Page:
The concept of a Canadian Infrastructure Bank (CIB) is one tool that if designed and structured properly could help build on the federal government's plan to spend $125-billion over the next 10 years on infrastructure, a new report suggests.
"The federal government is going roll out huge amounts of money for infrastructure," says the report's author Matti Siemiatycki, an associate professor at the University of Toronto.
"We have an issue with how we select projects in Canada. We don't always use evidence in our decision-making...and then once we decide to move forward with projects we have a problem with cost overruns. Let's create an integrated agency that has a banking function...but let's also task that agency with providing a screening goal for project selection and then also functions as a centre of excellence in terms of project delivery."
This is one of the key points he makes in his report, Creating an Effective Canadian Infrastructure Bank, which was commissioned by the Residential and Civil Construction Alliance of Ontario (RCCAO).
"The purpose of an infrastructure bank is to provide low interest loans and credit enhancement services to provincial and municipal governments investing in priority infrastructure projects," Siemiatycki explains.
"The cost of financing is reduced by taking advantage of the federal government's top credit rating."
He says the small difference between interest rates that the federal government has access to in order to borrow money and the lending services of the CIB could be beneficial, but only for large infrastructure projects of at least $10 million.
"Despite this restriction, if a CIB can shave 100 basis points off the cost of borrowing $500 million, it would save the borrower $100 million in interest payments over a 35-year loan term," Siemiatycki states, adding the CIB must provide funding that is in addition to and not a replacement for existing federal grants for infrastructure.
He is also is quick to point out that an infrastructure bank isn't the solution to many of the existing problems Canada faces when it comes to infrastructure.
"The problem is paying the money back. The real issue is that either they (municipalities) don't collect enough tax revenues or they've had a hard time finding places to cut in their budgets," he explains.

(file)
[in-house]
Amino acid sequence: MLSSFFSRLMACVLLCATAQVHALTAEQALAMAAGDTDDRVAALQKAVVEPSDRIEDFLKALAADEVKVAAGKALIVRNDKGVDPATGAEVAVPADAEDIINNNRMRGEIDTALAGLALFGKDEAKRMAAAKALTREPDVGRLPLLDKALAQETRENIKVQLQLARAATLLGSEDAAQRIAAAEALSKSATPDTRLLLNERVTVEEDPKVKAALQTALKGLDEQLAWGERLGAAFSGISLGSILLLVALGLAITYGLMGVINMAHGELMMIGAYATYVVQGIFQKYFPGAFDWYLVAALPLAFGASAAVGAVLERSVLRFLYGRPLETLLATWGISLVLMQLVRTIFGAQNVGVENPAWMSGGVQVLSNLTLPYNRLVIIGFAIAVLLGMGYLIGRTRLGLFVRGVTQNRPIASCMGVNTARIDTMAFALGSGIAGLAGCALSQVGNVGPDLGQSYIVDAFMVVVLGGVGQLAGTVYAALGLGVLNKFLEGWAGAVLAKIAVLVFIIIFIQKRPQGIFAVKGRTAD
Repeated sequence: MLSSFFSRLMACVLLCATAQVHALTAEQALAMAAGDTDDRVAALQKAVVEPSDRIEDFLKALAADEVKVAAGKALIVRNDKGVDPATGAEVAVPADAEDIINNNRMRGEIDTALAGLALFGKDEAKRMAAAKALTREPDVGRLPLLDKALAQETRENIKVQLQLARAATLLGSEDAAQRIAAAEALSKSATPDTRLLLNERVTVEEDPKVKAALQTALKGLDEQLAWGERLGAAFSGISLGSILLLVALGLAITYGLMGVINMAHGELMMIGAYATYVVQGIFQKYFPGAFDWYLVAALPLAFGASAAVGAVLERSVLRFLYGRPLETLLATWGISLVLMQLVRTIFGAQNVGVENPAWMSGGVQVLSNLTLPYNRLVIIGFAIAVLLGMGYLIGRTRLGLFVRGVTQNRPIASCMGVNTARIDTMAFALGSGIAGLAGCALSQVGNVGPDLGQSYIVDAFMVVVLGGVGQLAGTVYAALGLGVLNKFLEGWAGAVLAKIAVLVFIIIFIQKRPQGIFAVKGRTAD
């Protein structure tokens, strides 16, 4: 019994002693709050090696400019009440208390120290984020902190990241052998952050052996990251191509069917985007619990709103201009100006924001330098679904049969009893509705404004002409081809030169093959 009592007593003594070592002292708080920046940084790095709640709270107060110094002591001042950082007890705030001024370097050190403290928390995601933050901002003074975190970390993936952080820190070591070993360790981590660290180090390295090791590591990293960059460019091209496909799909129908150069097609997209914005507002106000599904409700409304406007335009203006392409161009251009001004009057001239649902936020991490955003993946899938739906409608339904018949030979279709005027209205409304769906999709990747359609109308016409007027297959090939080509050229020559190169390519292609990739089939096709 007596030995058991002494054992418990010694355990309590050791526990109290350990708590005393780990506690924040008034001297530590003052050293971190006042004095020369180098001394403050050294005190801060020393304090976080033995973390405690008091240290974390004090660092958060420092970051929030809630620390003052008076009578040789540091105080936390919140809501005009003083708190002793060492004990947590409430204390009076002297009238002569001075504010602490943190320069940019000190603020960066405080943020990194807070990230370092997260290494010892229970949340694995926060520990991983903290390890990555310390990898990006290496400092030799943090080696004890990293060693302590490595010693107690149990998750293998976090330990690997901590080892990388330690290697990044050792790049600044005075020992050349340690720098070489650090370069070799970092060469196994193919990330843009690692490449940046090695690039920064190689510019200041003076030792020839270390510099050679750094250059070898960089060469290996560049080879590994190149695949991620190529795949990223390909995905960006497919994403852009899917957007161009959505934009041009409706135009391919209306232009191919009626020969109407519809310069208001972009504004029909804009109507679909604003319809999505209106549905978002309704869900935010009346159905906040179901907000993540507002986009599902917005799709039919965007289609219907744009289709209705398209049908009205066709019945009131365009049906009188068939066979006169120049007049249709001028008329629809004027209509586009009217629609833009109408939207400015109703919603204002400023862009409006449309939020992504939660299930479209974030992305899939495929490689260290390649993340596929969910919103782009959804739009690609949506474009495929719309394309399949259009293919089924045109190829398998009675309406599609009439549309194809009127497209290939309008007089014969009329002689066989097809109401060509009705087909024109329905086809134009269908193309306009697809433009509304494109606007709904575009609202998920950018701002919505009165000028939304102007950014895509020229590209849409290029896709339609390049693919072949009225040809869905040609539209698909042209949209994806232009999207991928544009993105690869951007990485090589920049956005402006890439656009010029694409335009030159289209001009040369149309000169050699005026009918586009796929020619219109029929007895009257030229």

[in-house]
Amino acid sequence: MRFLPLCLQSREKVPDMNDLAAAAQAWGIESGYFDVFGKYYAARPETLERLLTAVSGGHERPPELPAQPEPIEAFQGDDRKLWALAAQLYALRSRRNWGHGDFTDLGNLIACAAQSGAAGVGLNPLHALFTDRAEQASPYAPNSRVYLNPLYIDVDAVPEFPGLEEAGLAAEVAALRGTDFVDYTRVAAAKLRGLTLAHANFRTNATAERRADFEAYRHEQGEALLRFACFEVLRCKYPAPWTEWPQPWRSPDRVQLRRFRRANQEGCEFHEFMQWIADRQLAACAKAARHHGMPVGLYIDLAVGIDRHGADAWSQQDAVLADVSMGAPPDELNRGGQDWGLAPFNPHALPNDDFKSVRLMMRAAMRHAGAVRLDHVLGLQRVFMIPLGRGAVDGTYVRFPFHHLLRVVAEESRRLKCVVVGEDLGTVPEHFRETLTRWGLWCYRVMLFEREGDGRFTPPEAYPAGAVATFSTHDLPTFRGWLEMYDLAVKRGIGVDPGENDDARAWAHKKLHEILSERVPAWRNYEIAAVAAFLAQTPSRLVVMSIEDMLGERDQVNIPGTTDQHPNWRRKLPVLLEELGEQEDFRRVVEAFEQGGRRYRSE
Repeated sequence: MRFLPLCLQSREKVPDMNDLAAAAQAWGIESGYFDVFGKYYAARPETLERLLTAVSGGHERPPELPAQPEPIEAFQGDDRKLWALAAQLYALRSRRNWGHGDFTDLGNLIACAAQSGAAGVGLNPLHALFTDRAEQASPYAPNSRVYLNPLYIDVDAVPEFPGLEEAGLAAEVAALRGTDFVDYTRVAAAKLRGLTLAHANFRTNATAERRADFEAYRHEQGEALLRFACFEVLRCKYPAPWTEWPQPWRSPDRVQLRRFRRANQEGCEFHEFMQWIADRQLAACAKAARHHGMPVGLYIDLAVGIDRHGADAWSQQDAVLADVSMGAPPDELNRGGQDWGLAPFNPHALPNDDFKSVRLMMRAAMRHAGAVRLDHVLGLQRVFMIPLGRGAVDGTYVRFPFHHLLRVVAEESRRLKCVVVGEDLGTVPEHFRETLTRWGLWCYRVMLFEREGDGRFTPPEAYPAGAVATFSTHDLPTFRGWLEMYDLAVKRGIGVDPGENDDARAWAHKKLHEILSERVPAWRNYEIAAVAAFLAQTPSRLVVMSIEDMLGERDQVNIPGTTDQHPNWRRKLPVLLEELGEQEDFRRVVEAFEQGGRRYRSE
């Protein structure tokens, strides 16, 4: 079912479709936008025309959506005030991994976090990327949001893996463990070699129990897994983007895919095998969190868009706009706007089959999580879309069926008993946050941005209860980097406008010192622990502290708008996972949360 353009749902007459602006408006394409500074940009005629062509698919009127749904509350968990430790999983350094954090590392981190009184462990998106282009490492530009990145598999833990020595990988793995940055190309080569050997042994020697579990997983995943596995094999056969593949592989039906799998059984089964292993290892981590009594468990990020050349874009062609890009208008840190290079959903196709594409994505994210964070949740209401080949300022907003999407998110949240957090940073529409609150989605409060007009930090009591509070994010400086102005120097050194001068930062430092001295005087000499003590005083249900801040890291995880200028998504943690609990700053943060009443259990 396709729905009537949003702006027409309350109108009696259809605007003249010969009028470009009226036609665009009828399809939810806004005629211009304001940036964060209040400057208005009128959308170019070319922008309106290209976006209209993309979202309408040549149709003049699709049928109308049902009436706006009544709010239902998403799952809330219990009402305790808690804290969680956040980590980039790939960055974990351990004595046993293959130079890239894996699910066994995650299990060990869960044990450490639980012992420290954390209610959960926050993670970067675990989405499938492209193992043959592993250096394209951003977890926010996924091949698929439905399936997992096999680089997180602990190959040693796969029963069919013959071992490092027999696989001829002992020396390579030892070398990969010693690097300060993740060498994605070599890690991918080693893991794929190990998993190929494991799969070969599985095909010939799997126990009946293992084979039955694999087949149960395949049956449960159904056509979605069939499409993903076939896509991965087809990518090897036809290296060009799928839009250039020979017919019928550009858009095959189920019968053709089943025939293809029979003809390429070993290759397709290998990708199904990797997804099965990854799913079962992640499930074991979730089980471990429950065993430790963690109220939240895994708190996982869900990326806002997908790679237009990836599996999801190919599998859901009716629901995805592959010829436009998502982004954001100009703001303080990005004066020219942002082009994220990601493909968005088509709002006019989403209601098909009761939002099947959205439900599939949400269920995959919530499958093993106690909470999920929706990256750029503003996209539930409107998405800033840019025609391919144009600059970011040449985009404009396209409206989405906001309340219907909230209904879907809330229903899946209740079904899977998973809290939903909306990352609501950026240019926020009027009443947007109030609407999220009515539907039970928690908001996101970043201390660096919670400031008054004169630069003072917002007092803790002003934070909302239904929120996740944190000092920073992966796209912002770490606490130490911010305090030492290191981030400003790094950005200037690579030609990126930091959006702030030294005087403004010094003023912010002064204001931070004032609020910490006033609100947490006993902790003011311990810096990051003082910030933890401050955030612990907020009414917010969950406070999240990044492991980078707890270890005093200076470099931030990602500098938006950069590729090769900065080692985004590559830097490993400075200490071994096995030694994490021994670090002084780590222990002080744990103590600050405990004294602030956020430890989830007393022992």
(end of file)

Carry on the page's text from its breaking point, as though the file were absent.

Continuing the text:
"They are already pressed. They are financially constrained." What's more, oftentimes only the capital costs are considered when projects are assessed when the full lifecycle needs to be taken into account.
"It's not just the capital costs. We have intense debates and discussions about where the capital money is going to come from and then exhale once the projects are built and don't always appreciate and account for how much the operating costs are," he states, adding if you make a mistake "that money (for operations) is often on the books of municipalities."
Lastly, selecting the right projects for infrastructure dollars is critical, he says.
"If you're not, then all of the money spent is going to just add to our debt and not solve our problems," Siemiatycki states.
In his report, he recommends that all large projects applying for financial support from the CIB should have an independent study of the project's benefits and costs.
The project should also be identified as a top priority by the sponsor government.
The infrastructure bank would then certify that these "project evaluation reports" have been conducted thoroughly following best practices before financing is approved.
"I am not suggesting that the federal government picks projects," Siemiatycki clarifies.
"My suggestion is that the federal government would say that if you're applying for money from the infrastructure bank then you have to present an independent cost-benefit study that actually shows that this project will meet its expectations."
Creating a Canadian Infrastructure Investment Agency is "where the real power of this is," says Siemiatycki.
He adds similar processes to a government infrastructure bank have been successful in other jurisdictions such as the United States, Britain and the European Union.
RCCAO executive director Andy Manahan says this report could provide valuable advice to the federal government.
"We were interested in this subject because the federal government has some crucial decisions in the near future and is under a lot of pressure to make the correct choices," he says in a statement.
"We think this report will assist Prime Minister Justin Trudeau and Minister Amarjeet Sohi in implementing a well-designed infrastructure bank."